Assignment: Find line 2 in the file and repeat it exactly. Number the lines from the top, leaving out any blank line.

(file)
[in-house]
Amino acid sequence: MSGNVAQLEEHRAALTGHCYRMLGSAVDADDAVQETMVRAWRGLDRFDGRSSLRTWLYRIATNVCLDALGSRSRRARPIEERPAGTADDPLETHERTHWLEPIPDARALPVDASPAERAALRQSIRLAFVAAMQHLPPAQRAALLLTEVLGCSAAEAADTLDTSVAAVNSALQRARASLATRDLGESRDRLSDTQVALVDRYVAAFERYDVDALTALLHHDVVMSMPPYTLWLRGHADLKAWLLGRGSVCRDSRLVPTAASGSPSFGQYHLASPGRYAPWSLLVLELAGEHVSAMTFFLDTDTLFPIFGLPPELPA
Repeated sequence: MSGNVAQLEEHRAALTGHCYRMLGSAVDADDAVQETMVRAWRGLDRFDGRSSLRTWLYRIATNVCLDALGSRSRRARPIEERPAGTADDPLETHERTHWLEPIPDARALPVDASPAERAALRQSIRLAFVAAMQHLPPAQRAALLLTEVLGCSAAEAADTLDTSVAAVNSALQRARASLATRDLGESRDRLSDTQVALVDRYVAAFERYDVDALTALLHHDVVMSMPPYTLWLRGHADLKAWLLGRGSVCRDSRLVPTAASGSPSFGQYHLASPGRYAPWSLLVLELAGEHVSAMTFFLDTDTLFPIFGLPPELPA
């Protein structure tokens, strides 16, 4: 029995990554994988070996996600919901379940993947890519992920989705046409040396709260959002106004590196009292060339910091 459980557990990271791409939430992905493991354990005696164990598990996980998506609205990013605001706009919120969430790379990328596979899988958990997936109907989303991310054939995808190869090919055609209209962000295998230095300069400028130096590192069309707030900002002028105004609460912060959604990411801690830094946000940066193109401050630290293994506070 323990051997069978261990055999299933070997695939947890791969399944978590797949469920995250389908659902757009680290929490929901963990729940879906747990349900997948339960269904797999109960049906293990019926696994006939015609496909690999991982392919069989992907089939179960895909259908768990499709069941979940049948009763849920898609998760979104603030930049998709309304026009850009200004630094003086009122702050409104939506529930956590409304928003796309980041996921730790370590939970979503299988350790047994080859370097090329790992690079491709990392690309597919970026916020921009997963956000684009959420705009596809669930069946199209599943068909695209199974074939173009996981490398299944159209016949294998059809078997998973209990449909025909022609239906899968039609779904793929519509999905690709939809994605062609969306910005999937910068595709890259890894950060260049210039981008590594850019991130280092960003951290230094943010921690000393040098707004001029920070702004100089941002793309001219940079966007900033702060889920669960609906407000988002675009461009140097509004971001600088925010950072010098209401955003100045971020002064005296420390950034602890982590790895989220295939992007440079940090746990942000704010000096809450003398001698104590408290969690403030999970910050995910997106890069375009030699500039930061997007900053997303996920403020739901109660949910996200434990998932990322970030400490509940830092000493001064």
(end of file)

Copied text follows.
Amino acid sequence: MSGNVAQLEEHRAALTGHCYRMLGSAVDADDAVQETMVRAWRGLDRFDGRSSLRTWLYRIATNVCLDALGSRSRRARPIEERPAGTADDPLETHERTHWLEPIPDARALPVDASPAERAALRQSIRLAFVAAMQHLPPAQRAALLLTEVLGCSAAEAADTLDTSVAAVNSALQRARASLATRDLGESRDRLSDTQVALVDRYVAAFERYDVDALTALLHHDVVMSMPPYTLWLRGHADLKAWLLGRGSVCRDSRLVPTAASGSPSFGQYHLASPGRYAPWSLLVLELAGEHVSAMTFFLDTDTLFPIFGLPPELPA